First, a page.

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History’s 8 Most Important Un-Pivots

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Silicon Valley has a new buzzword with plenty of historical relevance.

Franco Origlia / Getty Images

A new Silicon Valley buzzword was born yesterday, when Twitter co-founder Biz Stone said he would revive his disappointing social app, Jelly.

“For anyone who remembers Jelly, yes, we took a break but we're back 100%,” he wrote. “Silicon Valley types might call this an 'un-pivot.'”

Some important context: “pivot,” in tech startup circles, is a well-known code word for abandoning a failed project in favor of something new. This is a fairly common practice, and lots of things we love, like Twitter and Slack, started life as something completely different before a pivot to something better.

Stone, when he saw that people weren't using Jelly, pivoted away from the app to work on another app called Super.

An “un-pivot” — returning to that which was pivoted away from — is relatively unusual in tech, which is probably why Stone felt the need to coin a word for it.

But while “un-pivots” aren't the norm in tech, they have played a central role in some of the most important developments in human history. Here's a few of the great historic un-pivots that Stone and Jelly can perhaps take inspiration from.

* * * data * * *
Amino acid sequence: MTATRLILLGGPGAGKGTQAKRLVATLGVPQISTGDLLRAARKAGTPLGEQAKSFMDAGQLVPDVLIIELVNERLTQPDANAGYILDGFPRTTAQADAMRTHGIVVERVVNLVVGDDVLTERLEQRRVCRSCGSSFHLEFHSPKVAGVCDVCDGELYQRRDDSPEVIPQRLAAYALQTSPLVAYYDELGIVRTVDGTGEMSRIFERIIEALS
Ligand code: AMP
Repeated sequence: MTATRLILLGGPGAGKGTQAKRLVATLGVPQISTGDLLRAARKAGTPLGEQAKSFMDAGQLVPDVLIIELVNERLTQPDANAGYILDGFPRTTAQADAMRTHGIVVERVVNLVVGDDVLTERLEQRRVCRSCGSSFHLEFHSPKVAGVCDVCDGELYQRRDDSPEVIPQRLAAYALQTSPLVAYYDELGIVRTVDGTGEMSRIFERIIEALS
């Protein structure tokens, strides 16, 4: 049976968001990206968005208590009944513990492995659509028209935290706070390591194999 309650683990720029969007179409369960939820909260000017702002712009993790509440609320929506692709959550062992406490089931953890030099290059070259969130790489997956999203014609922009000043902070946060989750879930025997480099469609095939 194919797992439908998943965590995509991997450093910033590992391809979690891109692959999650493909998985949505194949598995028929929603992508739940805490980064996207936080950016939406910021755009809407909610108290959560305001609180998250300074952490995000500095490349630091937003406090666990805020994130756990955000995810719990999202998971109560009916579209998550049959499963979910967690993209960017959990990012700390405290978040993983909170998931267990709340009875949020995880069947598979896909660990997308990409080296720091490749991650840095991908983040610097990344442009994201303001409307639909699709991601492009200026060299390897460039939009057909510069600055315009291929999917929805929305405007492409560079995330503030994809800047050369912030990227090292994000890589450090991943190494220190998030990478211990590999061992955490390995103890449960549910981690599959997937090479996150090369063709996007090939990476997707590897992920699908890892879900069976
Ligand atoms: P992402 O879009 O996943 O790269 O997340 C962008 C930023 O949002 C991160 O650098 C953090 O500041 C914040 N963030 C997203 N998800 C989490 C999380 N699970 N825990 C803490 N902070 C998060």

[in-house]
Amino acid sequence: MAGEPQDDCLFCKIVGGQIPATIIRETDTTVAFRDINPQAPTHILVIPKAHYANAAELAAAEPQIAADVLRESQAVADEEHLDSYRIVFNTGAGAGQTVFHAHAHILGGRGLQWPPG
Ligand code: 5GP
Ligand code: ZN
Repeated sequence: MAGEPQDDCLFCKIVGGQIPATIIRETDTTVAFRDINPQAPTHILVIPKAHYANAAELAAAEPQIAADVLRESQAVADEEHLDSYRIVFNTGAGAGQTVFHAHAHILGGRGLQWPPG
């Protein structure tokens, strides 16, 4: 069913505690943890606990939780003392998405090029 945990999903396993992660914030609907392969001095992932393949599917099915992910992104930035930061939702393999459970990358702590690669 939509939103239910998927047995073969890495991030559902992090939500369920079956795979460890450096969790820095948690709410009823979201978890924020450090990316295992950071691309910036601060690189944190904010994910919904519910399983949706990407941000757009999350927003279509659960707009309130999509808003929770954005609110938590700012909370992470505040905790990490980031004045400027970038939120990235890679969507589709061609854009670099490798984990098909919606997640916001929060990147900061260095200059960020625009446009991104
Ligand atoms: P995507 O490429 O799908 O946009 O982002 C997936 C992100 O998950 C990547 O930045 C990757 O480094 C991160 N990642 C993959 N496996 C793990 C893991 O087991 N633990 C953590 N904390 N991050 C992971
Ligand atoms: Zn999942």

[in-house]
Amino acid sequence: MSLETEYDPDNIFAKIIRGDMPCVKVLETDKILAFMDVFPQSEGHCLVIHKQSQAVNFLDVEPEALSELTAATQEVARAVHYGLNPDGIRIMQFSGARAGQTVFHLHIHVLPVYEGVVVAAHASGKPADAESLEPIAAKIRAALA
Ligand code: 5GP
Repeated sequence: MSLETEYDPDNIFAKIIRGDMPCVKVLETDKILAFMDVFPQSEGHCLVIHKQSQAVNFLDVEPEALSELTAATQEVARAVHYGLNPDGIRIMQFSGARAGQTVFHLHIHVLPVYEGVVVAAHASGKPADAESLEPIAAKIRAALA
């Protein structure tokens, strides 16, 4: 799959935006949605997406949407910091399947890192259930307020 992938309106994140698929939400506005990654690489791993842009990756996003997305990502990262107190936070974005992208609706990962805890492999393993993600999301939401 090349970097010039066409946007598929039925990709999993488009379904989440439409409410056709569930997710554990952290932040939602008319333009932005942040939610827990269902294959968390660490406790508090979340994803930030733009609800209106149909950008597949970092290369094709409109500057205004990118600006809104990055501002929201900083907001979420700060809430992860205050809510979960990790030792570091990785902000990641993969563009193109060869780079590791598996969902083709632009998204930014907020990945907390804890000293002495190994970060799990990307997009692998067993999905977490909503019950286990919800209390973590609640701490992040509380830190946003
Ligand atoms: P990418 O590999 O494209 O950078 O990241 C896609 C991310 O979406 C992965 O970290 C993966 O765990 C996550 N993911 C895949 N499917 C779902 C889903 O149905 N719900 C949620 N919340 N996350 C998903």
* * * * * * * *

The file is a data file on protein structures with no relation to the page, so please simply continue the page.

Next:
1920: During Prohibition, the U.S. pivots into national sobriety, then unpivots back to national drunkenness 13 excruciating years later.

1920: During Prohibition, the U.S. pivots into national sobriety, then unpivots back to national drunkenness 13 excruciating years later.

In one of the most foolish political decisions of all time, the United States Senate passed an amendment banning the sale of alcoholic beverages. Franklin Roosevelt, looking to disrupt our long national nightmare of experiencing life without the aide of beer, pivoted us back to turnt in 1933.

ilanacharnelle.com

48 B.C.: Ancient Rome, after several centuries as a republic, un-pivoted back to a dictatorship.

48 B.C.: Ancient Rome, after several centuries as a republic, un-pivoted back to a dictatorship.

Julius Caesar un-pivoted the Roman Republic by becoming “dictator in perpetuity.” His disruptive vision got him killed, but the groundwork for the Roman Empire had been set.

en.wikipedia.org


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